A leasing agent will proclaim, “location, location, location” to entice business owners to “stretch” their budget and find a prime spot for their business. For certain, location does matter, but it matters much less than many people realize. Times have changed.
Kailua-Kona has some easily defined areas for businesses:
- Kohanaiki area. This goes from Queen Kaahumanu Highway mauka for a few miles.
- New Industrial Area. This area is most well-known for a few big box stores: Costco and Home Depot. There are a few hundred small and medium-sized businesses in this area.
- Old Industrial Area. It covers the area between Kuakini Hwy and Queen Kaahumanu Highway (mauka-makai), with most of the area on Kaiwi Street and the side streets of Pawai, Alapa, and Luhia Streets.
- Alii Drive. From the pier to the Royal Kona Resort (the in-town portion), most known for restaurants and tourist shops.
- Kuakini Hwy. The area from the Old Airport to Lako Street.
- Kona Coast Shopping Center and Lanihau Center, the two little strip malls on Palani Rd.
- Crossroads Shopping Center, anchored by Safeway on Henry Street.
- Kona Commons: Petco, Office Max and some chain restaurants.
- There is very little Class A office space in Kailua-Kona. http://www.areadevelopment.com/AssetManagement/Directory2013/primer-differentiating-office-space-class-26281155.shtml
The first point is that if you are going for the tourist crowd, locating your business as close to Alii Drive as possible makes abundant sense. That’s where almost all the foot traffic is.
Now let’s consider the value of the shopping centers—Kona Coast, Lanihau, Kona Commons and the Crossroads Shopping Center. These are the only places with a big volume of street/parking lot visibility by residents and visitors. All the other places have relatively poor drive-by traffic combined with street visibility. In other words, if you are looking for customers to see your business while driving around town, there are few good options.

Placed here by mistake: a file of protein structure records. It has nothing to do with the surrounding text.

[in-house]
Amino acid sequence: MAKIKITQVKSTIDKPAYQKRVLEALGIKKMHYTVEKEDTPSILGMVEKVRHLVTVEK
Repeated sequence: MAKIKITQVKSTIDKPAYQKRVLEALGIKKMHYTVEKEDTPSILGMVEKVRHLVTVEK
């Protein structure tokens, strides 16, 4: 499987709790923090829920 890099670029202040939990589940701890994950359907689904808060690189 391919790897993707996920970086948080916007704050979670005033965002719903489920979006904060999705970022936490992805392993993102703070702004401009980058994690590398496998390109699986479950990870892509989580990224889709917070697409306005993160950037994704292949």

Which brings me to the point of this blog post…
The best location for your business to be in Kailua-Kona, Hawaii is online!
The Kohaniki, Old and New Industrial areas in Kona are just fine for most types of service and retail businesses if you have a solid online presence. If you’re selling fabric or kitchen tiles, signs or legal services, your customers are likely to find you online. Referrals and other advertising work, too, but, in the end, many customers will come to your through your website. To fail at online marketing is to fail at a modern business necessity.
In the “old days,” businesses had to pay big money to compete for prime, street visible locations because that was how people would discover new businesses.
That is certainly a good way to attract new customers, but we have seen many businesses skip the high costs of a prime location and do a superior job of online marketing.
So, the next time a leasing agent starts harking about the value of a great location, keep in your mind that the best locations these days are at the top of Google, Yahoo, and Bing.